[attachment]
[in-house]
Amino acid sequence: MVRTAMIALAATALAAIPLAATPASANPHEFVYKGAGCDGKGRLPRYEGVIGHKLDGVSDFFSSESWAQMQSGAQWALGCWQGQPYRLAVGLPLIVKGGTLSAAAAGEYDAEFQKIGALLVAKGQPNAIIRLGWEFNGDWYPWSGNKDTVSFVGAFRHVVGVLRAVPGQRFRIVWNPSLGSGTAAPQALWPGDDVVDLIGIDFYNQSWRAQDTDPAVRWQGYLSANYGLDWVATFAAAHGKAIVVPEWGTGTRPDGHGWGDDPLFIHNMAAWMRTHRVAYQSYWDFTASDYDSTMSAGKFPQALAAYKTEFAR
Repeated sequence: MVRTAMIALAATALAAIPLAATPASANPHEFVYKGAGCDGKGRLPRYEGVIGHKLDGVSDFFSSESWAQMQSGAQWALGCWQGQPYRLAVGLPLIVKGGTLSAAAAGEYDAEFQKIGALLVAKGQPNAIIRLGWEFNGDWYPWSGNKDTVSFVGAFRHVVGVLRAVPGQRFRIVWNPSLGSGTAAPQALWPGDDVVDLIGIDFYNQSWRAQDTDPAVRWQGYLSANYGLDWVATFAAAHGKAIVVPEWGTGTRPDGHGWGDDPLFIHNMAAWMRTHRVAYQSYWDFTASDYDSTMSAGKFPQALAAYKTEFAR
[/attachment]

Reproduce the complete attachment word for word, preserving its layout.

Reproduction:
[in-house]
Amino acid sequence: MVRTAMIALAATALAAIPLAATPASANPHEFVYKGAGCDGKGRLPRYEGVIGHKLDGVSDFFSSESWAQMQSGAQWALGCWQGQPYRLAVGLPLIVKGGTLSAAAAGEYDAEFQKIGALLVAKGQPNAIIRLGWEFNGDWYPWSGNKDTVSFVGAFRHVVGVLRAVPGQRFRIVWNPSLGSGTAAPQALWPGDDVVDLIGIDFYNQSWRAQDTDPAVRWQGYLSANYGLDWVATFAAAHGKAIVVPEWGTGTRPDGHGWGDDPLFIHNMAAWMRTHRVAYQSYWDFTASDYDSTMSAGKFPQALAAYKTEFAR
Repeated sequence: MVRTAMIALAATALAAIPLAATPASANPHEFVYKGAGCDGKGRLPRYEGVIGHKLDGVSDFFSSESWAQMQSGAQWALGCWQGQPYRLAVGLPLIVKGGTLSAAAAGEYDAEFQKIGALLVAKGQPNAIIRLGWEFNGDWYPWSGNKDTVSFVGAFRHVVGVLRAVPGQRFRIVWNPSLGSGTAAPQALWPGDDVVDLIGIDFYNQSWRAQDTDPAVRWQGYLSANYGLDWVATFAAAHGKAIVVPEWGTGTRPDGHGWGDDPLFIHNMAAWMRTHRVAYQSYWDFTASDYDSTMSAGKFPQALAAYKTEFAR